Old knowledge, however, isn’t a waste. It’s not like we have to start from scratch. “Rather,” writes Arbesman, “the accumulation of knowledge can then lead us to a fuller and more accurate picture of the world around us.”

Isaac Asimov, in a wonderful essay, uses the Earth’s curvature to help explain this:

When people thought the earth was flat, they were wrong. When people thought the earth was spherical, they were wrong. But if you think that that thinking the earth is spherical is just as wrong as thinking the earth is flat, then your view is wronger than both of them put together.

When our knowledge in a field is immature, discoveries come easily and often explain the main ideas. “But there are uncountably more discoveries, although far rarer, in the tail of this distribution of discovery. As we delve deeper, whether it’s intro discovering the diversity of life in the oceans or the shape of the earth, we begin to truly understand the world around us.”

So what we’re really dealing with the long tail of discovery. Our search for what’s way out at the end of that tail, while it might not be as important or as Earth-shattering as the blockbuster discoveries, can be just as exciting and surprising. Each new little piece can teach us something about what we thought was possible in the world and help us to asymptotically approach a more complete understanding of our surroundings.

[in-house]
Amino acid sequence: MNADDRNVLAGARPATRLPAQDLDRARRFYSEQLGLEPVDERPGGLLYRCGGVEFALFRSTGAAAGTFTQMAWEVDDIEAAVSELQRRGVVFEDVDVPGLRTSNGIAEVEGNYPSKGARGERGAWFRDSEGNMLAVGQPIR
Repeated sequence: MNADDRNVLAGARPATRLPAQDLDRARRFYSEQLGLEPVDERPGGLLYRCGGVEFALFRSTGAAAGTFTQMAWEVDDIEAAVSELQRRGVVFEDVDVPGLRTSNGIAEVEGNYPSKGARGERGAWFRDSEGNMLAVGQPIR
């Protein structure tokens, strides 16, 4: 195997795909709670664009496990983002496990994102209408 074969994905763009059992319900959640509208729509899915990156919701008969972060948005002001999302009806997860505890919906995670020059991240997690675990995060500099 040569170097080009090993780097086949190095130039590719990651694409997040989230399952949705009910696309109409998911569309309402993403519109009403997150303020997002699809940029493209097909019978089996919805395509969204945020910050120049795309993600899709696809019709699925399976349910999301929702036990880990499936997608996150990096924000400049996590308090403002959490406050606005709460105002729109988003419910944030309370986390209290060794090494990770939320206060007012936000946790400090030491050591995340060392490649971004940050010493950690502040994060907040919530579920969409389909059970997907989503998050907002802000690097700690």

In an interview with the Economist, Arbesman was asked which scientific fields decay the slowest-and fastest-and what causes that difference.

Well it depends, because these rates tend to change over time. For example, when medicine transitioned from an art to a science, its half-life was much more rapid than it is now. That said, medicine still has a very short half-life; in fact it is one of the areas where knowledge changes the fastest. One of the slowest is mathematics, because when you prove something in mathematics it is pretty much a settled matter unless someone finds an error in one of your proofs.

One thing we have seen is that the social sciences have a much faster rate of decay than the physical sciences, because in the social sciences there is a lot more “noise” at the experimental level. For instance, in physics, if you want to understand the arc of a parabola, you shoot a cannon 100 times and see where the cannonballs land. And when you do that, you are likely to find a really nice cluster around a single location. But if you are making measurements that have to do with people, things are a lot messier, because people respond to a lot of different things, and that means the effect sizes are going to be smaller.

Arbesman concludes his economist interview: